3. Inventory Mismanagement
We’ve hinted at issues in this area already, but inventory mismanagement is a huge source of logistics delays. Go back to our initial example of the common item stored at the opposite end of the warehouse from the loading docks. That’s a delay in stocking the item when it arrives, and another delay waiting for it to be brought out and loaded for delivery. How about empty shelf space? Or unused inventory that just sits there, taking up valuable space and resources when nobody is ordering it? The costs associated with storing goods that aren’t selling and mishandled incoming supplies are one thing. Add to that the increased chance of damage when your forklifts have to carry inventory long distances while navigating the congested warehouse floor—and you can see the issue here. And all that’s before the goods get anywhere near the waiting trucks.
4. Misuse of Internal Resources
In this case, we’re referring to your current workforce. The goal is to reduce waste. And in order to do that, you need to find the sources of the waste, right? Who is better positioned to be able to identify the unnecessary spending, wasted resources, or other inefficiencies than the folks down on the floor or in the truck cabs? Send out surveys, mount “feedback” boxes around the warehouse, and bring it up in staff meetings. Ask your people on the ground what they’re seeing day in, day out. Then, offer incentives for locating sources of waste—gamify your cost-cutting activities. You might be surprised what they have to say, and you might end up wondering what took so long to ask.
Increasingly, carriers are implementing size-to-weight based fees for packages that include too much air. You know the ones, the 2’x3’ boxes that arrive with a single 9” stuffed animal floating in a sea of packing peanuts. These shipments aren’t just irritating to the customer, they’re also expensive for the LTL shipper and they’re passing those costs on to manufacturers. Luckily, emerging AI-based cartonization solutions are coming to market that use algorithms straight out of the gaming industry to cut these costs. They do this by optimizing not only the individual boxes but the pallets and entire shipping containers at once. The potential cost savings here are game-changers for not only manufacturers but also the LTL companies and ultimately the consumer as the savings can be passed all the way along the value chain.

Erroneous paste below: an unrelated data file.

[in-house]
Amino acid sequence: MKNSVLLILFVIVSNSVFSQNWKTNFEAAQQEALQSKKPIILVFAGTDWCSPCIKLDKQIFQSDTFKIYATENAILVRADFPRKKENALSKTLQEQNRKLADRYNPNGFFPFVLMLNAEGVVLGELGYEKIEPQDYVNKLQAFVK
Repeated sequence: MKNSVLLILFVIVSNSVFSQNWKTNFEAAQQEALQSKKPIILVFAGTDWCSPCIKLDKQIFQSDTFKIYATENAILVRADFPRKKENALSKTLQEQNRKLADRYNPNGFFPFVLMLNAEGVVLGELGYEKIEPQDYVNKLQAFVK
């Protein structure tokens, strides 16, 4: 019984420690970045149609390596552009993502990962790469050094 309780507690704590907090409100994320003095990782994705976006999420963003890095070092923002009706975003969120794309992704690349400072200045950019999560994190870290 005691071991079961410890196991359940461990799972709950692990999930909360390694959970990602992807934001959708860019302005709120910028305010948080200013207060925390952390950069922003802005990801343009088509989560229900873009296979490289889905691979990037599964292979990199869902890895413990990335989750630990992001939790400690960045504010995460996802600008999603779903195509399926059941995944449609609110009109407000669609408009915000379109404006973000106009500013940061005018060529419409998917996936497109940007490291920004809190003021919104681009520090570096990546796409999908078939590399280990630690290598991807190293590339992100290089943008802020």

In the end, the key to any cost-cutting endeavor is to start at the end and work backward. That is, start from the end customer and work back through your logistics chain to the production floor where the product starts its final journey. By tracking waste back through your supply chain from final delivery costs, through transportation overspending and inventory efficiency you’ll be able to locate the root causes and eliminate them. And in the end, that’s going to keep everyone happy by lowering overhead, increasing ROI, and delivering the best possible service to your customers.